A Doug Stanhope live performance, filmed in Las Vegas in 2019. Perhaps for fans only of the misanthropic comic, Dying is nevertheless breathtaking in places for Stanhope’s determination to mine meta-comedy about touring life – and by extension, identity and the limits of free speech – and from that to work to a serious point. Dangerously close to art.
Now an adult, the survivor of a family massacre investigates their past. Low-key drama with thriller elements that can’t work out if it’s a reflective or a genre piece; the result is a mixed bag. Good-looking and well-cast and acted, but patchy. Intercutting between then and now dilutes rather than heightens tension.
The story of an online sensation: a clown you can pay to scare your children. Solid documentary (which flirts with the extent to which it might be fictional, an art project, or something else) that explores memes, contemporary media folk devils, coulrophobia, parenting, “behavioural services”, and more.
A documentary about the new town of Basildon in Essex, focusing on its modernist post-war architecture, the utopian ideas underpinning new towns, and social issues generated via unintended consequences. Hopeful in the ways it seeks positives, finding value in art, expression, and subcultures; there’s lots to appreciate here.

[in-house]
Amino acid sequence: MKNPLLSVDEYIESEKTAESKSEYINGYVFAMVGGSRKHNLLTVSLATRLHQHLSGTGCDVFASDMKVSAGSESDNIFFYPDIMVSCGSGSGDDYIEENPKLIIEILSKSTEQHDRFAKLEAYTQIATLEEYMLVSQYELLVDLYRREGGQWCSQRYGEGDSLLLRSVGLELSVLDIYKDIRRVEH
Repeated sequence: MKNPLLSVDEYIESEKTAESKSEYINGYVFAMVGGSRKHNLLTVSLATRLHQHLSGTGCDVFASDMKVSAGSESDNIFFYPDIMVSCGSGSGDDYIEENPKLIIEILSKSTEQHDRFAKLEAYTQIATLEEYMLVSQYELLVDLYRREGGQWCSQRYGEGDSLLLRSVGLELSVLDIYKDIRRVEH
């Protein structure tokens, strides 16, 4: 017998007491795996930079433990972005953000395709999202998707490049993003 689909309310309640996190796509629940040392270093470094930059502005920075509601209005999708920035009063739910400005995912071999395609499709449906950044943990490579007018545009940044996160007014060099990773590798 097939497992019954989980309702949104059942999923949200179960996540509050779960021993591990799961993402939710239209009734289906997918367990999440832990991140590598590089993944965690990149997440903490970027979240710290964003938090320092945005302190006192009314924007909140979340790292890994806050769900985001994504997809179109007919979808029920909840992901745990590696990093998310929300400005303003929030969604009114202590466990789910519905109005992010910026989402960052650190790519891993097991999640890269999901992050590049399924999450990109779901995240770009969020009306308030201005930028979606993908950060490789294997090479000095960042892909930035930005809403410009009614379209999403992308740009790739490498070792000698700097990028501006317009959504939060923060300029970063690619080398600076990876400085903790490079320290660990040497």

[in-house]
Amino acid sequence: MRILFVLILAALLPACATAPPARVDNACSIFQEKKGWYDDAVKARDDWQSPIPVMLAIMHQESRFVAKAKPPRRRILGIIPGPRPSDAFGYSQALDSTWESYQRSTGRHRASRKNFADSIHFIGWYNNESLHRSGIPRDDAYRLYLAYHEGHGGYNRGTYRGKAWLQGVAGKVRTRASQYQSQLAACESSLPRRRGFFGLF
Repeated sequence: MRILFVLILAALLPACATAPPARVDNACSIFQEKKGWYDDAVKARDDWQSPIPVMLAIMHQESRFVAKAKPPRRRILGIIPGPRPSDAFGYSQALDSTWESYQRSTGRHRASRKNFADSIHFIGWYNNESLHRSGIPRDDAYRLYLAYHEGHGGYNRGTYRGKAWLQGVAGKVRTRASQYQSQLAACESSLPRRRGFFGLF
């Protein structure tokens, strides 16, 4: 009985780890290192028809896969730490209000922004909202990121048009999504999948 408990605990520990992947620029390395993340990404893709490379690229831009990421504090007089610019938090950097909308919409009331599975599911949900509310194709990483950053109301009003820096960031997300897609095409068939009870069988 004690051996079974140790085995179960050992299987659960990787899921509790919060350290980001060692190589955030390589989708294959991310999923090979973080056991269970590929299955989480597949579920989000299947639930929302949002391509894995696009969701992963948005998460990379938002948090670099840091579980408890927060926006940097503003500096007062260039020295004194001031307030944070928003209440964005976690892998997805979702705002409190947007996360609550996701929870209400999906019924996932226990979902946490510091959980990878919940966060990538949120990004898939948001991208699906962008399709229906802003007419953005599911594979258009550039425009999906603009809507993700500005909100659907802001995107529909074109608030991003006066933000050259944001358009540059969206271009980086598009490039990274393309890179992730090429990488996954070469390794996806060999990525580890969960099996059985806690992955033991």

A documentary about Leon Vitali, who turned from acting in Barry Lyndon – abandoning an established career – to become director Stanley Kubrick’s amanuensis from the mid-70s on. Fascinating case study of fan-worship and obsessions, of the tolls that they can take, and of the centrality of lived experience to cinematic legacy. Recommended.
An ex-con mechanic runs to clear himself of a cop’s murder by corrupt colleagues. Superior French action thriller, played straight and with some verve in the fight scenes and automotive carnage. Doublecrosses and so on as you might expect between the well-orchestrated mayhem. Doesn’t overstay its welcome, either.
A deaf teenager tries to summon her dead mother, but attracts other entities instead. Good-looking Italy-set horror flick that doesn’t hold back with creepy imagery taken from a hundred evil child/gothic scare/J-horror movies. Wobbles toward the climax, but some lovely touches throughout, even if the script is a collection of best bits from elsewhere.
A last-ditch effort to restart the Sun through deploying a nuclear device goes awry. Handsome though derivative SF that can’t decide if it’s an arthouse piece or a mainstream thriller. In trying to be both, and in quoting from Alien, 2001, 2010, Silent Running, Event Horizon, Dark Star and others along the way, it struggles for clarity and distinctiveness.
A man locked in a multi-level vertical prison has limited food and time before he randomly changes floors. Brilliantly sinister and satirical, this fantastic looking film is tightly scripted, well acted and amazingly well shot. A definite must see on Netflix.
The making and impact of George A Romero’s 1968 horror film Night of the Living Dead. Genial documentary, focused on an interview with Romero himself plus genre stalwarts such as Larry Fessenden, making some straightforward though nevertheless valid points about the film’s counterculture origins and its social commentary, as well as on its genre status.